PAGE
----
Accommodation in Cambodia: scams you should look out for


Committing to renting or buying accommodation when you’re new to or have not moved to Cambodia just yet is always a stressful endeavour. Would you like to help us in putting together a handbook of what to look out for when house hunting in Cambodia?

What are the most common scams in Cambodia?

What are the red flags to look out for when scanning through adverts?

Is there a list of registered or accredited landlords or real estate agencies in Cambodia?

What authorities should be sought should one come across an accommodation scam?

Please share your experience,


Hello Bhavna.

I think there are not so many ways to be scammed, other than in other countries.

But here just a few things to keep in mind to get the best deal for yourself without any bad surprises.

1. Difference in rent depending on floor.
A nasty one. Advertised is $350, you have a look and it looks great there on the 6th floor. You agree and suddenly when ready for signing the contract it says rent $450.
Without blinking an eye the landlord says higher floors are more expensive. Asking for a lower floor is useless as they don't have any apartments on lower floors available.

Remedy: ask the agent which floor the apartment is situated and at what price.

2. Empty plot of land next to your building.
Not a scam but you can be sure of construction noise from 6 am on. Empty plot means there will be construction.

3. Your apartment is still occupied, they show another one.
Although in many cases totally ok it's possible that there are small differences between what you see and agree and the real apartment. Take photos of things like AC, furniture, kitchen.

4. Deposit
Some landlords try to let you pay two months worth of deposit. Refuse, one month is surely sufficient and the normal thing.
Deposit you get back when the contract has expired and you don't extend. Any damages caused by you will be paid from the deposit. Be present when they check the apartment.

5. Contract
Be aware that certain items have to be mentioned in the rental contract.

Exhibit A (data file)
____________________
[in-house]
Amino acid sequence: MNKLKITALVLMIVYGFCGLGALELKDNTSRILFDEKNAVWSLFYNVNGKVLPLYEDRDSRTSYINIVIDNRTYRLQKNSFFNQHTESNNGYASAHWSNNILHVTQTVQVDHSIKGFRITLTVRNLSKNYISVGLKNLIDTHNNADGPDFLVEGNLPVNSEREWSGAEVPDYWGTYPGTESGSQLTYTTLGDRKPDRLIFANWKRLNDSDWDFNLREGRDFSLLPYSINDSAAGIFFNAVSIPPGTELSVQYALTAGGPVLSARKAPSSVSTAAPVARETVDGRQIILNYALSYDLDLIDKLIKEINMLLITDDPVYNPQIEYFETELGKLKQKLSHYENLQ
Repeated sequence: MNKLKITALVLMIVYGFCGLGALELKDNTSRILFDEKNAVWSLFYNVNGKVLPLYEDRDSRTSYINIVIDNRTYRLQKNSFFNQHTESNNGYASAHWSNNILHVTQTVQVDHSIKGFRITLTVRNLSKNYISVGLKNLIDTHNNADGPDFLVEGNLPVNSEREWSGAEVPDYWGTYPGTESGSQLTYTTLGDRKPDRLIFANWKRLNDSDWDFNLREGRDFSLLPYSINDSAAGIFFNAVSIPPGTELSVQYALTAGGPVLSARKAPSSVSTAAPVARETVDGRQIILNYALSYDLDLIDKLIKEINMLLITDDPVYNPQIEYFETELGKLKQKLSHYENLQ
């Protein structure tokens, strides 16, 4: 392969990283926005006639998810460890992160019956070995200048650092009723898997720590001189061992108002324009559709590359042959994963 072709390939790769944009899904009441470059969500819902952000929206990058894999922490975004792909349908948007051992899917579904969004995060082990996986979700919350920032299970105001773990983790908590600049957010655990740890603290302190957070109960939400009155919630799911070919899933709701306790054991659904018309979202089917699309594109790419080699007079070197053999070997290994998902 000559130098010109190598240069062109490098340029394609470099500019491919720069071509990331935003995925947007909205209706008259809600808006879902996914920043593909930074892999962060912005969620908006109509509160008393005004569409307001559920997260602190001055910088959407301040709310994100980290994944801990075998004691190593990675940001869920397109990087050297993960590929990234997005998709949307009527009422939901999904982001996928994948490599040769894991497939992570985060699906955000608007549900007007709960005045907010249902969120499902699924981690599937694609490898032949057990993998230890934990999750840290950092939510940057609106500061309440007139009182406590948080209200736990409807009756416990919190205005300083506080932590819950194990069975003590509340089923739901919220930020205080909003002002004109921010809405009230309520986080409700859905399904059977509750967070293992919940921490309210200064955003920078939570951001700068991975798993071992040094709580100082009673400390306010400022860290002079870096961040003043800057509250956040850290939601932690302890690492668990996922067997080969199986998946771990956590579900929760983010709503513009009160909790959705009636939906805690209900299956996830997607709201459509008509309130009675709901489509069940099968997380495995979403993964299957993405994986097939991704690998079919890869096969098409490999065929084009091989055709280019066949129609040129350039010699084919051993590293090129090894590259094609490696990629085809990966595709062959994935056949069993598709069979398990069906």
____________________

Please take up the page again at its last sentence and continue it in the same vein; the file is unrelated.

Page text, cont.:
ID of apartment, presence of a working generator in case of power outage, operational costs included, cleaning included, parking, security, phone number of manager or owner.

That's about it Bhavna.

Best regards


Even better just let the last month you rent be paid by the deposit money then you don’t need to ask your deposit money back . And invite the owner around on the beginning of the last month to check that they are ok with the condition of the apartment then you either fix and leave or leave.

Thanks a lot it's very helpful for a newbie!  :top:

In Cambodia, electricity is supplied by Electricite du Cambodge (EDC).

I believe, in Phnom Penh the current rate is 750 Riel/kwh if you pay directly to EDC. There are even lower rates for people who use very little electricity.

Many landlords have sub meters installed for each of their units, and you pay to the landlord.

Common is to charge 1000 Riel/kwh, which I think is OK. I currently pay that.

Some landlords will charge rates that are far higher, like 1500-1600.

Cambodians with limited means living in simple rooms often get charged these excessive prices, but foreigners as well.

So: Ask about the rate before moving in.

Also: Some of my friends had electricity bills that were excessive and later found out that someone was stealing their electricity.
(Never happened to me though.)

Check your meter regularly.  If something seems fishy, ask friends with a comparable number of appliances how many kwh they use.

A good idea is to take a photo of meter reading when you move in and again every month then you can calculate your bill yourself same with water if you're charged by usage.

New topic